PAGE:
In many countries, mental health is taboo, but it shouldn't be. The best way to avoid stress is to talk about it. Senior management should have an open door policy or work with mental health professionals so that employees know who they can turn to. Stress affects everyone differently, but there are common signs you can look out for and the best way to cope is getting enough sleep, a balanced diet and exercise, among other things. One online resource which is very professional and free is Everyone OK (see here: This online intervention can help you feel calmer and keep you functioning day to day. It’s a scientifically sound step-by-step plan of about 45 minutes. You can go through it alone, or with your partner or family. It was created by clinical psychologist Elke Van Hoof and is founded on the internationally recognised R-TEP protocol (Recent Traumatic Episode Protocol) and G-TEP protocol (Group Traumatic Episode Protocol). These protocols are used to deal with acute stress in crisis situations and to improve mental resilience.”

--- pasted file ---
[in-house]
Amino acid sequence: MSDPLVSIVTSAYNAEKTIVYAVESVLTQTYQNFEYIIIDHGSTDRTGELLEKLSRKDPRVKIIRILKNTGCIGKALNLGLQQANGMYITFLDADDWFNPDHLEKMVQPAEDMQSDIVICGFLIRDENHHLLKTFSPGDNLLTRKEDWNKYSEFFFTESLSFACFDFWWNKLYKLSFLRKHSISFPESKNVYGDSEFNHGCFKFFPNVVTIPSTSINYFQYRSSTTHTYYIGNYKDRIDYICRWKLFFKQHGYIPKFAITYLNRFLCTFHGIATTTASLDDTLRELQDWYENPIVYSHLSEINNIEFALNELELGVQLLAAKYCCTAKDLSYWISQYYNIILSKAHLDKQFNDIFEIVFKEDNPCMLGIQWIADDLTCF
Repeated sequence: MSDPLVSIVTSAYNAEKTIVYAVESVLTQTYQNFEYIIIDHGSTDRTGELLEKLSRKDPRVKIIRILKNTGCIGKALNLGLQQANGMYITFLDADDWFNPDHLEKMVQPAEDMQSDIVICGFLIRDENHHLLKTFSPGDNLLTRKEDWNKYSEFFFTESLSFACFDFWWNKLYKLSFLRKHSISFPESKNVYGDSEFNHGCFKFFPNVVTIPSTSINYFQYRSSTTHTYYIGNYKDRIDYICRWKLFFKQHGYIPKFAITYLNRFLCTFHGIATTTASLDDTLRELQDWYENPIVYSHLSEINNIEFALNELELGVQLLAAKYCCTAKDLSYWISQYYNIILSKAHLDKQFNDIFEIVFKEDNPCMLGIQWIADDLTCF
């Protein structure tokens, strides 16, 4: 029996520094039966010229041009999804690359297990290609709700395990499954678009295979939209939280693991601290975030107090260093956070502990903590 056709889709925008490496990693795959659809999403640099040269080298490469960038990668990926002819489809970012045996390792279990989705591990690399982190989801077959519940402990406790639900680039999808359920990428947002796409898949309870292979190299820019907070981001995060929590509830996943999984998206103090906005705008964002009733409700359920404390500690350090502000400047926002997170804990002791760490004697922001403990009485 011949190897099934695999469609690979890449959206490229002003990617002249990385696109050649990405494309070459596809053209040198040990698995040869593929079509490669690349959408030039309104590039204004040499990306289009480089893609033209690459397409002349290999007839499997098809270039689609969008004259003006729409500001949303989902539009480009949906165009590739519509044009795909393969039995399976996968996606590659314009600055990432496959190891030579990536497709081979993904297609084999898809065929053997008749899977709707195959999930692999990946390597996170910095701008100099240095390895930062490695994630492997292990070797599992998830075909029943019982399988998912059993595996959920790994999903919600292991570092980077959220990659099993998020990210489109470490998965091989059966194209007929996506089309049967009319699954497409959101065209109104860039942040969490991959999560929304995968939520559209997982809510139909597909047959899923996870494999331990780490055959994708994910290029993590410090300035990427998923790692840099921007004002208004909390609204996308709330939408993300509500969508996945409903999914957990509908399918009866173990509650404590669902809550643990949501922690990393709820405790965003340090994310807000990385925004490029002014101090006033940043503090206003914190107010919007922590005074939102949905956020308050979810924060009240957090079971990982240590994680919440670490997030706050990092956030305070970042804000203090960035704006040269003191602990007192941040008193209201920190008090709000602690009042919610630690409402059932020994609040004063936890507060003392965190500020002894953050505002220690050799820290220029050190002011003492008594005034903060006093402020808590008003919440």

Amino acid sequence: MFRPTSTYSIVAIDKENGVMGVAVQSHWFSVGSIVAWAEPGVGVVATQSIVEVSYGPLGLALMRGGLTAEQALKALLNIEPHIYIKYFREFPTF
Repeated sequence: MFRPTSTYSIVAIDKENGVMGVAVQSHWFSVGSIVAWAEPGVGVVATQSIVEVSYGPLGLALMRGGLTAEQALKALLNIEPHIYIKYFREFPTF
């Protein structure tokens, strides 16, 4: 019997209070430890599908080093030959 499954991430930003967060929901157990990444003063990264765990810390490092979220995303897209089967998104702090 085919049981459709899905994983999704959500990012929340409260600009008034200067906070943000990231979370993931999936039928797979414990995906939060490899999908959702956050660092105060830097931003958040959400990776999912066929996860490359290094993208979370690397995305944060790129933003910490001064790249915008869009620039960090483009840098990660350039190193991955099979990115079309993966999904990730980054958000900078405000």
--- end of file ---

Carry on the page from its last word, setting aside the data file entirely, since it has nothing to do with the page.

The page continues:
In your opinion, what is the most important task of a PR professional in 2021?

“That would be to listen for, and feel changes in society and then use science-based communication to help shape a narrative, ideas and actions. Our organisations - be they private, public or nonprofit - are all under pressure. Political, social and environmental changes are constant and stakeholders are more active than they have ever been. It takes a communication professional to navigate these waters, build bridges, explain strategies and make an impact. We are the only profession with the skills to navigate complex relationships with a multitude of key audiences. So in short, let's take up our role and our responsibilities, based on strong ethics and transparency.”